Doctor Who: New Series Adventures # 49
Chronology Placement: Set between “The Angels Take Manhattan” and “The Snowmen”
Synopsis: When the Doctor arrives in the 19th-century village of Klimtenburg, he discovers the residents suffering from some kind of plague – a ‘wasting disease’. The victims face a horrible death – but what’s worse, the dead seem to be leaving their graves. The Plague Warriors have returned…
The Doctor is confident he knows what’s really happening; he understands where the dead go, and he’s sure the Plague Warriors are just a myth. But as some of the Doctor’s oldest and most terrible enemies start to awaken he realises that maybe – just maybe – he’s misjudged the situation.
Set some time after Amy and Rory’s departure, but before he discovered the mystery of Clara Oswald’s many lives, this Eleventh Doctor adventure features a lonely Doctor in rain-soaked 19th century Germany attempting to thwart the Cybermen and the deadly plague they have brought with them. Justin Richards’ novel is quick off the mark, wasting no time in introducing the titular threat and revealing the origins of the plague that is afflicting the villagers of Klimtenburg. With the enemies already revealed in the title of the book, there is little need for subterfuge and as a result, the novel has a well-paced opening act that quickly establishes the main players and thrusts them into action.
Weakened but no less dangerous, Richards’ Cybermen are a slow but unyielding foe – capturing that same sense of unstoppable menace seen in iconic adventures such as “The Invasion” and “Tomb of the Cybermen”. In fact, “Plague of the Cybermen” owes a great deal to those stories in terms of the atmosphere Richards creates, and stripping the Cybermen of their gadgets somehow makes them all the more terrifying. There is a hint of Michael Myers about the way they relentlessly chase their prey without emotion, confident that they will inevitably catch up with them. There are plenty of chase sequences in this book, and whilst our heroes are more nimble and can dodge the Cybermen with ease, these steel sentinels never tire and never give up.
Klimtenburg’s villagers and its Royal family make up the supporting cast for this adventure and despite their sizeable number, Richards develops them all nicely as individuals and ensures that each character has an intriguing subplot that ties into the main storyline. Olga acts as the female companion for this adventure and as such gets the most focus, accompanying the Doctor throughout his countless expeditions into the catacombs beneath Klimtenburg. I also enjoyed learning more about the Ernhardt family, unconventional as they were, and how Richards gradually revealed their true nature throughout the story. Each named character had a role to play in the story, and I also liked how the location of Klimtenburg felt like a character in itself – creating a unique setting for the adventure to unfold. The juxtaposition of Cybermen in 19th-century Germany reminded me somewhat of “The Next Doctor”, although without the ridiculous giant Cyberman stomping through Victorian London. This was a simpler, less bombastic take on the characters and it benefitted from its “low tech” perspective.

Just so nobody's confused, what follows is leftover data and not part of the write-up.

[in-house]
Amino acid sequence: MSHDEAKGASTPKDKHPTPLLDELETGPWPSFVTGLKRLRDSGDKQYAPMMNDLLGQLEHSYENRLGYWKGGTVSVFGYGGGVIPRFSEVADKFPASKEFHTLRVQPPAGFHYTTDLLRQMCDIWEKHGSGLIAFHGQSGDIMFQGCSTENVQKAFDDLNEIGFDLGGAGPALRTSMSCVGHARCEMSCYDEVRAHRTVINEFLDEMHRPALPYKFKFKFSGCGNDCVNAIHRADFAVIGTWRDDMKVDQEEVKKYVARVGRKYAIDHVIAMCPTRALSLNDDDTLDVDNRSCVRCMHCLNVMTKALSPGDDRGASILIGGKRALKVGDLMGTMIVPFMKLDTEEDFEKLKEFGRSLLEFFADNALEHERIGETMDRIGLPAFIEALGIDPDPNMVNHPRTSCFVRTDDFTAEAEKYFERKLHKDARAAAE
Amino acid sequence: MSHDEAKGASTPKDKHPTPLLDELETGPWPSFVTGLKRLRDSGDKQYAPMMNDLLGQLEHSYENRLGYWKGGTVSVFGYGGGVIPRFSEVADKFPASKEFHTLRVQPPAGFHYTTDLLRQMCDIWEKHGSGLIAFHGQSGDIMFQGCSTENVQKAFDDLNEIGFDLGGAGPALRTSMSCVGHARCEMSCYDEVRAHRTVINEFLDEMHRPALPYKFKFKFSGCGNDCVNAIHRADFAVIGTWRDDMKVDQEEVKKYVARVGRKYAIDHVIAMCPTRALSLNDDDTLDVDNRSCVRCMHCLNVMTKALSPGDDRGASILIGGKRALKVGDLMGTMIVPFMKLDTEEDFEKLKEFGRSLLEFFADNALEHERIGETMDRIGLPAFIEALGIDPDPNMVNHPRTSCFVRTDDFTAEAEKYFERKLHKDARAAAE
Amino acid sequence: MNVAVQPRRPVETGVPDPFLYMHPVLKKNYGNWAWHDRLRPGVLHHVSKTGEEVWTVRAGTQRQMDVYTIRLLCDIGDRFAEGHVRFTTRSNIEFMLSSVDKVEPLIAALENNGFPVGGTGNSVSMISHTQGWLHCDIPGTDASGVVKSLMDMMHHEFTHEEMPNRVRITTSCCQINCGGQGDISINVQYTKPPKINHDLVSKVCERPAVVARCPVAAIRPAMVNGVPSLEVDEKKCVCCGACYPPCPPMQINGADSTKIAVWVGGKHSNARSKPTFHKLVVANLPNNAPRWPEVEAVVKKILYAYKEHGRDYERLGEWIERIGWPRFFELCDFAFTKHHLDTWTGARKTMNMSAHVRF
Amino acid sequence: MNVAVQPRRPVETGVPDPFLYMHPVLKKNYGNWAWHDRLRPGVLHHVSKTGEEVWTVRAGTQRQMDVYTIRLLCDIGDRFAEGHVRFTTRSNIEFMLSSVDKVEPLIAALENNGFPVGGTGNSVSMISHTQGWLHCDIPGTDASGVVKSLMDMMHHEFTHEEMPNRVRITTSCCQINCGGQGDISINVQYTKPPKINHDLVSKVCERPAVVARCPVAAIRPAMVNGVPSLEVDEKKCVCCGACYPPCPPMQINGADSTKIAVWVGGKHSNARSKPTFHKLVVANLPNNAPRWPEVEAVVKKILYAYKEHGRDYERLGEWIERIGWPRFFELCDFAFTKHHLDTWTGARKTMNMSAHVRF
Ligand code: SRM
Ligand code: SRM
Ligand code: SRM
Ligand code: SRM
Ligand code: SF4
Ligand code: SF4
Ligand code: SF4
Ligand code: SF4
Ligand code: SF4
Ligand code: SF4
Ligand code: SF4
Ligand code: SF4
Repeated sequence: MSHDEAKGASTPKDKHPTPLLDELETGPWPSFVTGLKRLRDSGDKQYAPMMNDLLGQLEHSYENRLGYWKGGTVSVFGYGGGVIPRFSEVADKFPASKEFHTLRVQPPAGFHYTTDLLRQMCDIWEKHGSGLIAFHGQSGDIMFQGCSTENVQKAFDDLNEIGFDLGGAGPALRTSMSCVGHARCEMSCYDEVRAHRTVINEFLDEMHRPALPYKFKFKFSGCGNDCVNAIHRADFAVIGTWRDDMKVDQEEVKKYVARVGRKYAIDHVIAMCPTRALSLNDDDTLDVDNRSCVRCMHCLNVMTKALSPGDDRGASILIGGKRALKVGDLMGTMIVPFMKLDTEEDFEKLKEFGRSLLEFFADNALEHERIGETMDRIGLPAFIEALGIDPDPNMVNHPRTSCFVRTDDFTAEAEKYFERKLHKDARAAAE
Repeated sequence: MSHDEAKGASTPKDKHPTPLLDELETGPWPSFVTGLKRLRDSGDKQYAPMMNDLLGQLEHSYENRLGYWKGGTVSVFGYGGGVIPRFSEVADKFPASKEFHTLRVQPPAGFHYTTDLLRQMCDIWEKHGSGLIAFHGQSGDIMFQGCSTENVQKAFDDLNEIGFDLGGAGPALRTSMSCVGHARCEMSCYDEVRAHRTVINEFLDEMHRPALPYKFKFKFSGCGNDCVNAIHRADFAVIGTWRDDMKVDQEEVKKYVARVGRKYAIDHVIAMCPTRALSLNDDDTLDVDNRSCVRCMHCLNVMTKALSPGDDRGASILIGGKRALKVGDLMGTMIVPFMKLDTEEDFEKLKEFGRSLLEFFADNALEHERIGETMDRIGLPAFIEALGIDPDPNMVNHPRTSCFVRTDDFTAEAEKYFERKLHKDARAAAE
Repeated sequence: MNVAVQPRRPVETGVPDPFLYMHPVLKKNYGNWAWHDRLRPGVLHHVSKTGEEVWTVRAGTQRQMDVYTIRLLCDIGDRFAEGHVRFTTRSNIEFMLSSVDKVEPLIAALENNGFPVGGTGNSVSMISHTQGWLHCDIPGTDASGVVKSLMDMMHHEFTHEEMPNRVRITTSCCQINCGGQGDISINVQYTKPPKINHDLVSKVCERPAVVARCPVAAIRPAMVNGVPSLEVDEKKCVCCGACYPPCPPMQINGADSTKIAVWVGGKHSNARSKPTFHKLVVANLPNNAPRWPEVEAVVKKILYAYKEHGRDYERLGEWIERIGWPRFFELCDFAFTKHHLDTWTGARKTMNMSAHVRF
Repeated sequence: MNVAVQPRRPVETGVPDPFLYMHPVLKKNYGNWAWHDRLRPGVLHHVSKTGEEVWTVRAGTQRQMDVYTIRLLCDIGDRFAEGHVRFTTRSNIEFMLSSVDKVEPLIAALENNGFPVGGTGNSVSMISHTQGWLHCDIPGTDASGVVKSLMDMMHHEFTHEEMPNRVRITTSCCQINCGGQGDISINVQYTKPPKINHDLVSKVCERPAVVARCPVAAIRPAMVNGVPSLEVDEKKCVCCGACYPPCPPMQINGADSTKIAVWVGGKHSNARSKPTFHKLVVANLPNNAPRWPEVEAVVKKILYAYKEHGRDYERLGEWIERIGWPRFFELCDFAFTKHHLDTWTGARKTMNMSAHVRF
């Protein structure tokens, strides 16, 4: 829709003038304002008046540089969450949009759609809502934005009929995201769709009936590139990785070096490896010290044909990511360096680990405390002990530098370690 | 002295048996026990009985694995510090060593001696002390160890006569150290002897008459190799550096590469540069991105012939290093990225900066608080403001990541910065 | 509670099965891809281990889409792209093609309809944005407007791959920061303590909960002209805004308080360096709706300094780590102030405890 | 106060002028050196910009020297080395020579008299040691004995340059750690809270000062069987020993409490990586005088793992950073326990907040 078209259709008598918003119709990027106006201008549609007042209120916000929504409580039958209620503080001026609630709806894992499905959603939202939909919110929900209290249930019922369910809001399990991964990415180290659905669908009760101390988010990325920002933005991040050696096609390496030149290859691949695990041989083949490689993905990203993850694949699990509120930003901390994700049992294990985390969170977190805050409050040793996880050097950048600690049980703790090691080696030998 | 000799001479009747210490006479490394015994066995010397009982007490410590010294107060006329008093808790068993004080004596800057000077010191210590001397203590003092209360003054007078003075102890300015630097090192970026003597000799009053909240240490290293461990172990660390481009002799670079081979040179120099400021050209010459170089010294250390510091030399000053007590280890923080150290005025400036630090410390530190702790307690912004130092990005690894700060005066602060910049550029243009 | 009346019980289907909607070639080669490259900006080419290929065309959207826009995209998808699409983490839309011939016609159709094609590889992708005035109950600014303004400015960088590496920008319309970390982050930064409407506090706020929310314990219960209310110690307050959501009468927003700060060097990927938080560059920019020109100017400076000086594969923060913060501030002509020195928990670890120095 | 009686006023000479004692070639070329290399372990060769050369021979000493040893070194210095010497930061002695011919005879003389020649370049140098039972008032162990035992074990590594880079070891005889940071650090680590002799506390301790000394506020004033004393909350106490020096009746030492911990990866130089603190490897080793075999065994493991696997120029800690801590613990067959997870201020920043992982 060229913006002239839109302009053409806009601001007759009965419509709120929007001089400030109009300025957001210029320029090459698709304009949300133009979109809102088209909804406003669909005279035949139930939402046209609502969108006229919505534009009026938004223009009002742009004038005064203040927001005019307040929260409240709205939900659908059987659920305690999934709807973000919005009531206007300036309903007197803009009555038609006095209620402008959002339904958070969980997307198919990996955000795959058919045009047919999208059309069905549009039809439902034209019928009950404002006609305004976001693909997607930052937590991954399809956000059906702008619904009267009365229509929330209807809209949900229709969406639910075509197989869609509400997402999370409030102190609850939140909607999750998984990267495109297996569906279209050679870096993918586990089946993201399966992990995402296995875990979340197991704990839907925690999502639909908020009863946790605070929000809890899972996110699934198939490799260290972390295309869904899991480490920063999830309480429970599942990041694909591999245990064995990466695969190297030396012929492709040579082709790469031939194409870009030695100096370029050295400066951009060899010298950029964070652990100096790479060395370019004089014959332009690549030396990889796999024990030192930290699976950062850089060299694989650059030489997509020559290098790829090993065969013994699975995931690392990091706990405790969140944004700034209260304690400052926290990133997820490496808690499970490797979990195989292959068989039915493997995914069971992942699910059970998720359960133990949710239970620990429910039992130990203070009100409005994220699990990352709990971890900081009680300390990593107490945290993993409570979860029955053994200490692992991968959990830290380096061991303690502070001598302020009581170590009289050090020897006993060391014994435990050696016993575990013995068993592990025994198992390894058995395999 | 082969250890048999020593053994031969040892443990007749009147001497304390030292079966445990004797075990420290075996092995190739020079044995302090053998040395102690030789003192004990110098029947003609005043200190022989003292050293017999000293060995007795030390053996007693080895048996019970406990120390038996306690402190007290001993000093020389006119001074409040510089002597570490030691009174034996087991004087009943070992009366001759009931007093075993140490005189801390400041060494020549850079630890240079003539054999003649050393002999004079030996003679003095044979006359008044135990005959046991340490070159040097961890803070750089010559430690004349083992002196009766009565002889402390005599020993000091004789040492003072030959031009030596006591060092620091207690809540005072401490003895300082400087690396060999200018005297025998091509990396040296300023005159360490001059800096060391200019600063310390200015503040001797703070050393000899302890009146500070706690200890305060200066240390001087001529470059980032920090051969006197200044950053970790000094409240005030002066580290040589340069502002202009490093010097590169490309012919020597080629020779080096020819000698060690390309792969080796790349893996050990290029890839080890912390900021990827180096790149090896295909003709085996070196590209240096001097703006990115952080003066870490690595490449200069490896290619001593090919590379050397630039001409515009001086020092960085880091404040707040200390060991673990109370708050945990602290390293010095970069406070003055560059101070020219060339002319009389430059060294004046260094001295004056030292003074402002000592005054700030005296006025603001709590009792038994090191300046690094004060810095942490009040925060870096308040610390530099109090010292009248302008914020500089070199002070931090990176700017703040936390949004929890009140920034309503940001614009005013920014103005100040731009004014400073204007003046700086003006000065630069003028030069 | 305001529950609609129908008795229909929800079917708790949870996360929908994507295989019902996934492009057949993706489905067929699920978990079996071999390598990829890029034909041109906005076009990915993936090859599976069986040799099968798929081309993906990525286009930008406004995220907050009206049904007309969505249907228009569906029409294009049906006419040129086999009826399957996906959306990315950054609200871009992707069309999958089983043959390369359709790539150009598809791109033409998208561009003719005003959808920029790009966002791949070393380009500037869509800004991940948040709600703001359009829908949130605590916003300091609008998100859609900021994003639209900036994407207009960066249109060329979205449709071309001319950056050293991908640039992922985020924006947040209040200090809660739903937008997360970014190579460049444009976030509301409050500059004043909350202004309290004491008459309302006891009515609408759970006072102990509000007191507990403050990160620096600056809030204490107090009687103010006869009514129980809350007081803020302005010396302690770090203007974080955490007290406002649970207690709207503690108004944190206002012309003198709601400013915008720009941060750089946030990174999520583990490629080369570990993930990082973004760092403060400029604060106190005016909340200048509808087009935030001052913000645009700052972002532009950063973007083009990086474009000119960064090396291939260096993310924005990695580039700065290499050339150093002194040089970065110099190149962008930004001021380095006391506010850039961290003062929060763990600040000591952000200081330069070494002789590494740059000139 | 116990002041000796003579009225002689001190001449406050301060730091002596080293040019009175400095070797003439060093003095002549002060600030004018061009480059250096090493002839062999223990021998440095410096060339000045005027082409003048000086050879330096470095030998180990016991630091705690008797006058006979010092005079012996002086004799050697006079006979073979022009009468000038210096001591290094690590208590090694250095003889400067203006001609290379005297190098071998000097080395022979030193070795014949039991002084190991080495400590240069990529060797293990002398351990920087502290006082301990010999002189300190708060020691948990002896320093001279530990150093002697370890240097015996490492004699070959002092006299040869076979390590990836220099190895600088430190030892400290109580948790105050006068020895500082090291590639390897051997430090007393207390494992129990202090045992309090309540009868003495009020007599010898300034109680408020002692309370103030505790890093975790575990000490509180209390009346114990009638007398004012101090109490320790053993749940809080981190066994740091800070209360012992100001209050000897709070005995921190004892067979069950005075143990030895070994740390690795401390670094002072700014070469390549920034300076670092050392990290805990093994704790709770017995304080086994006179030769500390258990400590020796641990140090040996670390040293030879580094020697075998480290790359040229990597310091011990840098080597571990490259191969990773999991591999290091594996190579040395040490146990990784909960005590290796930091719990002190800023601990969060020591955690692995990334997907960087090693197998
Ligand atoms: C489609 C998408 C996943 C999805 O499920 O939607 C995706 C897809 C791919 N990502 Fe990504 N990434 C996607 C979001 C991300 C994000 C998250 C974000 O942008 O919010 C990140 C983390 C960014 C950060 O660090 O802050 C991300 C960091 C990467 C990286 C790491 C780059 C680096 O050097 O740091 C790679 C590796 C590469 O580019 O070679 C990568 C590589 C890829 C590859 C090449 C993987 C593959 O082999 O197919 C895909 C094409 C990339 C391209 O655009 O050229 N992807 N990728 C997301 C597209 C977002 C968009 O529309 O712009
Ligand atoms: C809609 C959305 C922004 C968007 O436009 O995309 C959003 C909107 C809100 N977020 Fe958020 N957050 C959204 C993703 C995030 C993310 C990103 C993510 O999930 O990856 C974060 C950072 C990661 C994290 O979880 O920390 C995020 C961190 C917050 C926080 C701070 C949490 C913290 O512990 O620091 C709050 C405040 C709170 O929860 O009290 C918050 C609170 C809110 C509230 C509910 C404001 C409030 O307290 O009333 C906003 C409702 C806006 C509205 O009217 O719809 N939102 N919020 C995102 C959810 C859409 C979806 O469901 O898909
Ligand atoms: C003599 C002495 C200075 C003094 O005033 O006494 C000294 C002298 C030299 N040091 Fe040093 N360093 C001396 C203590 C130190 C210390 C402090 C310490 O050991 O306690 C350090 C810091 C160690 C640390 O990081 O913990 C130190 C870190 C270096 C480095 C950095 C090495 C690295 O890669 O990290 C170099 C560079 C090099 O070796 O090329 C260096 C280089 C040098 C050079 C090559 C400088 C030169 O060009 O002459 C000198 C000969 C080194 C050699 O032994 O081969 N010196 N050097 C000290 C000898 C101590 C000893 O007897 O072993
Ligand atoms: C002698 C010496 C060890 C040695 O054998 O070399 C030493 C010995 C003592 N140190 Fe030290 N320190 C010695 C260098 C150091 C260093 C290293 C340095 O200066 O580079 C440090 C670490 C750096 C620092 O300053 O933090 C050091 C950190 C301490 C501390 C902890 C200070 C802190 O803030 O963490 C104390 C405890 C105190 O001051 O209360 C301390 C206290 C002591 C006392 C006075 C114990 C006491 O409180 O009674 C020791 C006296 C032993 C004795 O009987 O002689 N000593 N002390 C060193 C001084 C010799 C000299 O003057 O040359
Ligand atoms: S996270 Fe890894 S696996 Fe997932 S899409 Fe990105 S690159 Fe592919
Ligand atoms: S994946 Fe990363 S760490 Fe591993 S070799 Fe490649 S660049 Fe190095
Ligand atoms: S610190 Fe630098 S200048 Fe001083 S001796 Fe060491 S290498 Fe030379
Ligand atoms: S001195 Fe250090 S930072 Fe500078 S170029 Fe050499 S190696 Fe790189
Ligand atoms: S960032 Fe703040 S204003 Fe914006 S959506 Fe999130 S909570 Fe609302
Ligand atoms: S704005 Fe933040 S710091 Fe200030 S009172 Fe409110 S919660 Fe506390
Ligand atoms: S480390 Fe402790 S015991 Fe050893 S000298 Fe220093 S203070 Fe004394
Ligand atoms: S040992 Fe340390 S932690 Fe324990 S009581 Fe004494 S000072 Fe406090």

One of Justin Richards’ strengths as a writer is his ear for dialogue, and he delivered some brilliant lines between the Doctor and Olga as they investigated the Cybermen together. He captured the Eleventh Doctor’s personality perfectly onto the printed page, bringing his absent-mindedness and alien behaviour to life. Some of the dialogue was so authentic, you could imagine Matt Smith’s delivery of the line as you read the words, which just shows how well Richards nailed the character’s voice. The descriptive prose sections flowed beautifully too, making the book immensely readable and great fun too. My one criticism would be a plot twist in the final act of the story involving Lord Ernhardt’s wife which didn’t ring true for me – it felt a little too anachronistic for the plot and I found it hard to believe that it could happen. I know that it’s science-fiction, but it felt a bit too convenient and bent the logic of the story slightly. That said, it proved vital to the plot and ultimately, I made peace with it.
The Cybermen stories released during the Eleventh Doctor’s era were a bit “hit and miss” in my opinion – I loved the cameo appearance of the broken Cyberman in “The Pandorica Opens”, but found both “Closing Time” and “Nightmare in Silver” to be somewhat lacking. “Plague of the Cybermen” remedies that and delivers the Cyberman story that the Eleventh Doctor deserved, evoking memories of “Tomb of the Cybermen” and making them truly terrifying again. Atmospheric and packed full of action, Justin Richards really gets to the bottom of what makes the Cybermen such a scary adversary by focusing on their ferocious determination to survive. Part Gothic Horror, part base-under-siege, “Plague of the Cybermen” combines both Doctor Who genres together nicely to create a page-turner of an adventure that’ll please even the most discerning of Cybermen fans.
Score – ★★★★ ½
Doctor Who – “Plague of the Cybermen” is currently available in paperback on Amazon, or as an eBook from Amazon Kindle. An audiobook version is available for free on Audible, if you sign up for a free 3-month trial.